London Drum

Visit Wellington Arch – The Duke of Wellington’s Triumphal Arch by Hyde Park

Where? Wellington Arch, Apsley Way, Hyde Park Corner · Web: english-heritage.org Opening times? 10 AM to 5 PM (Wed-Sun, Apr-Oct); 10 AM to 4 PM (Wed-Sun, Nov-Mar); Last entry 30 mins before closing Visiting hours may change Price? Adults £6.60; Children £4.00 (5-17); Infants free entry (under-5); Family ticket £17.20 Entry charges may change Time required? A typical visit is 30-45 mins Parking: Nearby car parks Buses: 9, 10, 14, 19, 22, 52, 74, 137, 414 Bus fares Trains: The closest station is Hyde Park Corner Piccadilly Train fares

Craig’s review… It’s hard to picture it now with all the traffic roaring round Hyde Park Corner but two hundred years ago this was on the very edge of London. You’ve got to imagine the grand houses of Piccadilly stretching all the way up to Apsley House and then just fields and trees to Kensington Palace. (That’s why Apsley House was nicknamed No.1 London – because it was the first big house you saw by the Kensington Turnpike tollgate.)

Wellington Arch at the top of Constitution HillPhoto: Craig Cross
Wellington Arch at the top of Constitution Hill

History of the Wellington Arch

After our victory over Napoleon they decided to build a grand processional route from the edge of town to Buckingham Palace. The idea was that the soldiers would all assemble in the park and march through that decorative gateway to the Green Park Arch (as it was then called), then parade down Constitution Hill to Marble Arch. (Marble Arch was later moved to the top end of Oxford Street – but it originally stood outside the palace.)

Duke of Wellington’s equestrian statue

A government committee then suggested that it would be a fine idea if the project also included two new monuments for the big heroes of the war, so Nelson got his column in Trafalgar Square and Wellington was promised a statue on top of the Green Park Arch outside his house.

Unfortunately their attempt to impress him by building the country’s largest-ever equestrian statue backfired somewhat when the huge horse was lifted into position because even the architect admitted it looked ridiculous. It met with so much derision that the government made moves to remove it until Wellington let it be known that he’d consider it a personal insult.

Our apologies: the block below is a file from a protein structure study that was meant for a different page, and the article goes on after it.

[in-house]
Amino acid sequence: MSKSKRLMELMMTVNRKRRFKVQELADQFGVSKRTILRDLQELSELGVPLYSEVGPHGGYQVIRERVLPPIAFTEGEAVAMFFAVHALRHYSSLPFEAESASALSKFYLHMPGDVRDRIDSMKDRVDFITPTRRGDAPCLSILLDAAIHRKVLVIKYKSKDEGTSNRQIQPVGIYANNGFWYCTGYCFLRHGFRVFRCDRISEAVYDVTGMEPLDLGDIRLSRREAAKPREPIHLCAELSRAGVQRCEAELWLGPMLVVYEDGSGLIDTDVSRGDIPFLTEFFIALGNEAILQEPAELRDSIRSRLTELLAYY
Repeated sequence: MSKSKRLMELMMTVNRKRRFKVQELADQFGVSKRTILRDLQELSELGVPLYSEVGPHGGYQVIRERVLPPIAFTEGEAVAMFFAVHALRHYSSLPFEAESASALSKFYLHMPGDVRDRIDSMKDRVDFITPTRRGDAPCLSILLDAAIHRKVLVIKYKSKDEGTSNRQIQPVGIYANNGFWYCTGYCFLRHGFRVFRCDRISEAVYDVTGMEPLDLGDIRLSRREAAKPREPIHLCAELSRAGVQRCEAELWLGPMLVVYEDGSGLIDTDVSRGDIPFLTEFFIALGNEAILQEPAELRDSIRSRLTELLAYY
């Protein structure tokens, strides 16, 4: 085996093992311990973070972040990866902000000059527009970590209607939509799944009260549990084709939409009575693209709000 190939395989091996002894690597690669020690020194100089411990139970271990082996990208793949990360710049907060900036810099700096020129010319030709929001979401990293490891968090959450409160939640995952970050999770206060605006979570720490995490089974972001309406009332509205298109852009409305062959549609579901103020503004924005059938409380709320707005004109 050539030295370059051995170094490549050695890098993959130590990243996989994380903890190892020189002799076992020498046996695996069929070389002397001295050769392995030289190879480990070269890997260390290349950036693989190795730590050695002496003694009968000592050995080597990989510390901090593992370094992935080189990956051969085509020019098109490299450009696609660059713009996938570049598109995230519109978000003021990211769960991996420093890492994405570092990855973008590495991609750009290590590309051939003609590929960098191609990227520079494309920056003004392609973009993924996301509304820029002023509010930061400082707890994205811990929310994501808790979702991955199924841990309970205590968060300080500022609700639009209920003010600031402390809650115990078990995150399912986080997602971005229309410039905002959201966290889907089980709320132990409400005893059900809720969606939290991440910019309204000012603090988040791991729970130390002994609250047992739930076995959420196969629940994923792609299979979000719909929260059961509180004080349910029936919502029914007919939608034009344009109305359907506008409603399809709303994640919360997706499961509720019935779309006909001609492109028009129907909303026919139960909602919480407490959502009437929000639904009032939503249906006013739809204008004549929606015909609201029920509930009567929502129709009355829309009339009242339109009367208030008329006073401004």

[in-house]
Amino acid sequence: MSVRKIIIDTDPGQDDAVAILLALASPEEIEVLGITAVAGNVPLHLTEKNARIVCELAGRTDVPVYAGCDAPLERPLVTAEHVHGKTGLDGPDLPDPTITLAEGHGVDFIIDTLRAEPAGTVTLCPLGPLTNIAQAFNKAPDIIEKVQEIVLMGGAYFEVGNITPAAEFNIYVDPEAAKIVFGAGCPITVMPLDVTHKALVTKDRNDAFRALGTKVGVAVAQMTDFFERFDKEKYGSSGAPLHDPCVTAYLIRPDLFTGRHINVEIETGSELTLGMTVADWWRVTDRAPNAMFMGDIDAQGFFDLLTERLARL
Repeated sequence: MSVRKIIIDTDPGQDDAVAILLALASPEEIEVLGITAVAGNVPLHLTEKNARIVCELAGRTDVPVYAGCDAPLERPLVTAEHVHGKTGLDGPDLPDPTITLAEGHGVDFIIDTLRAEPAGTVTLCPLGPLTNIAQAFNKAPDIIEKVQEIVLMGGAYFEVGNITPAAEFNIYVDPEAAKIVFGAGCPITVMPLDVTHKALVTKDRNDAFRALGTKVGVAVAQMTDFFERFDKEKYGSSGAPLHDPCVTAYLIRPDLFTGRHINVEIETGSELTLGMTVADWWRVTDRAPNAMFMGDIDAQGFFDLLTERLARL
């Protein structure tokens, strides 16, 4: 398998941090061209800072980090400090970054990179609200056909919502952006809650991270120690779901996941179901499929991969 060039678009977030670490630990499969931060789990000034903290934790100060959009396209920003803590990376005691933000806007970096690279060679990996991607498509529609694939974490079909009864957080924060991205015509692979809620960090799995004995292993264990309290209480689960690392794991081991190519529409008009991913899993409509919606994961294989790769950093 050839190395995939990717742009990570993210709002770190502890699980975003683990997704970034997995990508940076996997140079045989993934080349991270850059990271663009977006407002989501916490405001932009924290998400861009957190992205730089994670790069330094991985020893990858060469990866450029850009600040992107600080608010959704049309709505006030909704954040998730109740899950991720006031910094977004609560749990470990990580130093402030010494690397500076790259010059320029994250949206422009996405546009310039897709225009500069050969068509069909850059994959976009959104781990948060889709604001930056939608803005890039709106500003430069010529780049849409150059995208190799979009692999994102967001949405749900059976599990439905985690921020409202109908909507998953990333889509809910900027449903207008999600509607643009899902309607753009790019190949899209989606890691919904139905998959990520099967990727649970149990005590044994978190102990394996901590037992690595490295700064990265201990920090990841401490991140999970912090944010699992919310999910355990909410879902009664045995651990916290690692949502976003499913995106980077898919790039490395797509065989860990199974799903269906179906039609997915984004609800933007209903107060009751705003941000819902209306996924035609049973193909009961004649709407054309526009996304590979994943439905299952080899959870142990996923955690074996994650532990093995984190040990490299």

Duke of Wellington statue by the Triumphal ArchPhoto: Craig Cross
Duke of Wellington statue opposite the Triumphal Arch

Arch moved to the top of Constitution Hill

And that’s how things stayed until thirty-six years after the Duke’s death when the entire arch was moved a short distance across the top of the hill so they could slice a new road behind it. The horse was then re-located to Aldershot and a smaller one was put up opposite Apsley House, close to where the arch originally stood (actually it was a little further to the west, lining up exactly with the centre of that decorative gateway).

Peace descending on the Quadriga of War, by Adrian JonesPhoto: Craig Cross
Sculpture of ‘Peace descending on the Quadriga of War’

But that’s not quite the end of the story, because eighty years later the Victorian horse and carts had turned into modern motors and they had to re-route all of the roads again, marooning the arch on its own little island.

Exhibition inside Wellington Arch

They’ve got a little exhibition inside which is worth a visit. The first room goes over its history and includes a few interesting pictures and paintings of the arch in its original position. You can see some old photos of the huge horse on top as well.

Museum exhibition inside Wellington ArchPhoto: Craig Cross
The museum exhibition inside Wellington Arch

The next three rooms contain temporary exhibitions and can be a bit hit and miss, showing everything from old panto posters to photos of the trenches in World War I.

View of Apsley House from the balcony

After climbing a few flights of stairs you’ll step out onto a balcony overlooking Apsley House and the decorative gateway half-hidden behind some trees. (I wish they would chop those trees down!)

View of Apsley House and the Hyde Park gateway from Wellington ArchPhoto: Craig Cross
View of Apsley House and the Hyde Park gateway

The balcony on the other side looks across Constitution Hill towards Big Ben and the London Eye. While the wind is grabbing and flapping at your coat check out that boring brick wall on the righthand side that’s topped off by a wire fence, because over the other side of that are the gardens of Buckingham Palace.

View of Buckingham Palace Gardens from Wellington ArchPhoto: Craig Cross
View of Buckingham Palace Gardens from the balcony

You can’t see the actual palace itself because it’s totally hidden behind the trees, but you can see a short stretch of gravel path and maybe some tennis courts (it’s difficult to make them out through the foliage). I’m always hoping that I might get lucky and see the King and Queen Consort but they probably avoid that area for security reasons.

Worth a visit? Value for money? Good for kids? Easy to get to?

I also recommend… If you enjoy this then try Apsley House (you can walk there in less than 1 min) and Marble Arch (walk it in 16 mins or travel from Hyde Park Corner to Marble Arch by underground). You can also visit the Duke of Wellington’s tomb at St. Paul’s Cathedral, and some of his Waterloo memorabilia at the National Army Museum

London Squire bookThe owns londondrum.com and has spent the last decade reviewing the capital’s landmarks, attractions and hotels. His guidebook is available from Amazon. This review was updated on

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dan We didn't see the queen in the garden

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